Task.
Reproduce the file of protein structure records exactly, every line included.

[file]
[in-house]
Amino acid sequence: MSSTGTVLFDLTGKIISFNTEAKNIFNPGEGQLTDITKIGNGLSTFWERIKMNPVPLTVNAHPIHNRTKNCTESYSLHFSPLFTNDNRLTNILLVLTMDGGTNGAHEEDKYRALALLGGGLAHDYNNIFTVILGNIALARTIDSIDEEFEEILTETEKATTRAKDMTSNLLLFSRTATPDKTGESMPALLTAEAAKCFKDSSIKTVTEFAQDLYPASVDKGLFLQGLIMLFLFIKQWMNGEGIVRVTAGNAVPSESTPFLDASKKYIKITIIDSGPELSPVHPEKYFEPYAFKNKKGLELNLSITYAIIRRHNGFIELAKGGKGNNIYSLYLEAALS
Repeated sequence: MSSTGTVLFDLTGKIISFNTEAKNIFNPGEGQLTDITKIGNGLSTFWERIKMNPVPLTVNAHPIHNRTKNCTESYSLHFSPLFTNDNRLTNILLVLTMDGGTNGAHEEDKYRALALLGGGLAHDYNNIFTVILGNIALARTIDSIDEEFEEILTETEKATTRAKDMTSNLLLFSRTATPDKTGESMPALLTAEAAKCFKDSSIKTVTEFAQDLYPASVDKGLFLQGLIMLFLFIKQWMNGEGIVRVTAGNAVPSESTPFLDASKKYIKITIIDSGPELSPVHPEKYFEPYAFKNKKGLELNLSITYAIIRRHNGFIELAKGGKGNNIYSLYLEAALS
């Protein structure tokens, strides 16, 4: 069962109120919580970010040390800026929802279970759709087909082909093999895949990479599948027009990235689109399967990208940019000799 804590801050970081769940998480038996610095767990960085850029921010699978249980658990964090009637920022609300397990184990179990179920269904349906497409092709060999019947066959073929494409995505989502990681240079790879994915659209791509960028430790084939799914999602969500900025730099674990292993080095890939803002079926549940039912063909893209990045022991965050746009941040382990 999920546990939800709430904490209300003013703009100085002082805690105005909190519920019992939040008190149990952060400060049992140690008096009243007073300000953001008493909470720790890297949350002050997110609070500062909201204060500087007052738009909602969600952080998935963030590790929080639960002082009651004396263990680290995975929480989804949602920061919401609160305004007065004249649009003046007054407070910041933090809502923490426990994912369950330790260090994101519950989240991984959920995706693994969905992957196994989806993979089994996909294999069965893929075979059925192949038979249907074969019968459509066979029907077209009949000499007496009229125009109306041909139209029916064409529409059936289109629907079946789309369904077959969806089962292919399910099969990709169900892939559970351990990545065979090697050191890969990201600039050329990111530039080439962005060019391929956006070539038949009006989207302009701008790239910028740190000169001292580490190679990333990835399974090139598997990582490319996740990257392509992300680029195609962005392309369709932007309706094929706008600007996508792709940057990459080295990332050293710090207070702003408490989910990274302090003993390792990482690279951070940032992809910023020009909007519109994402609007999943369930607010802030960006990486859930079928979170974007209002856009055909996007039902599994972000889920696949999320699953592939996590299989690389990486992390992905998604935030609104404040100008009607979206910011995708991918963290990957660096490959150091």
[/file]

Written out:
[in-house]
Amino acid sequence: MSSTGTVLFDLTGKIISFNTEAKNIFNPGEGQLTDITKIGNGLSTFWERIKMNPVPLTVNAHPIHNRTKNCTESYSLHFSPLFTNDNRLTNILLVLTMDGGTNGAHEEDKYRALALLGGGLAHDYNNIFTVILGNIALARTIDSIDEEFEEILTETEKATTRAKDMTSNLLLFSRTATPDKTGESMPALLTAEAAKCFKDSSIKTVTEFAQDLYPASVDKGLFLQGLIMLFLFIKQWMNGEGIVRVTAGNAVPSESTPFLDASKKYIKITIIDSGPELSPVHPEKYFEPYAFKNKKGLELNLSITYAIIRRHNGFIELAKGGKGNNIYSLYLEAALS
Repeated sequence: MSSTGTVLFDLTGKIISFNTEAKNIFNPGEGQLTDITKIGNGLSTFWERIKMNPVPLTVNAHPIHNRTKNCTESYSLHFSPLFTNDNRLTNILLVLTMDGGTNGAHEEDKYRALALLGGGLAHDYNNIFTVILGNIALARTIDSIDEEFEEILTETEKATTRAKDMTSNLLLFSRTATPDKTGESMPALLTAEAAKCFKDSSIKTVTEFAQDLYPASVDKGLFLQGLIMLFLFIKQWMNGEGIVRVTAGNAVPSESTPFLDASKKYIKITIIDSGPELSPVHPEKYFEPYAFKNKKGLELNLSITYAIIRRHNGFIELAKGGKGNNIYSLYLEAALS
């Protein structure tokens, strides 16, 4: 069962109120919580970010040390800026929802279970759709087909082909093999895949990479599948027009990235689109399967990208940019000799 804590801050970081769940998480038996610095767990960085850029921010699978249980658990964090009637920022609300397990184990179990179920269904349906497409092709060999019947066959073929494409995505989502990681240079790879994915659209791509960028430790084939799914999602969500900025730099674990292993080095890939803002079926549940039912063909893209990045022991965050746009941040382990 999920546990939800709430904490209300003013703009100085002082805690105005909190519920019992939040008190149990952060400060049992140690008096009243007073300000953001008493909470720790890297949350002050997110609070500062909201204060500087007052738009909602969600952080998935963030590790929080639960002082009651004396263990680290995975929480989804949602920061919401609160305004007065004249649009003046007054407070910041933090809502923490426990994912369950330790260090994101519950989240991984959920995706693994969905992957196994989806993979089994996909294999069965893929075979059925192949038979249907074969019968459509066979029907077209009949000499007496009229125009109306041909139209029916064409529409059936289109629907079946789309369904077959969806089962292919399910099969990709169900892939559970351990990545065979090697050191890969990201600039050329990111530039080439962005060019391929956006070539038949009006989207302009701008790239910028740190000169001292580490190679990333990835399974090139598997990582490319996740990257392509992300680029195609962005392309369709932007309706094929706008600007996508792709940057990459080295990332050293710090207070702003408490989910990274302090003993390792990482690279951070940032992809910023020009909007519109994402609007999943369930607010802030960006990486859930079928979170974007209002856009055909996007039902599994972000889920696949999320699953592939996590299989690389990486992390992905998604935030609104404040100008009607979206910011995708991918963290990957660096490959150091």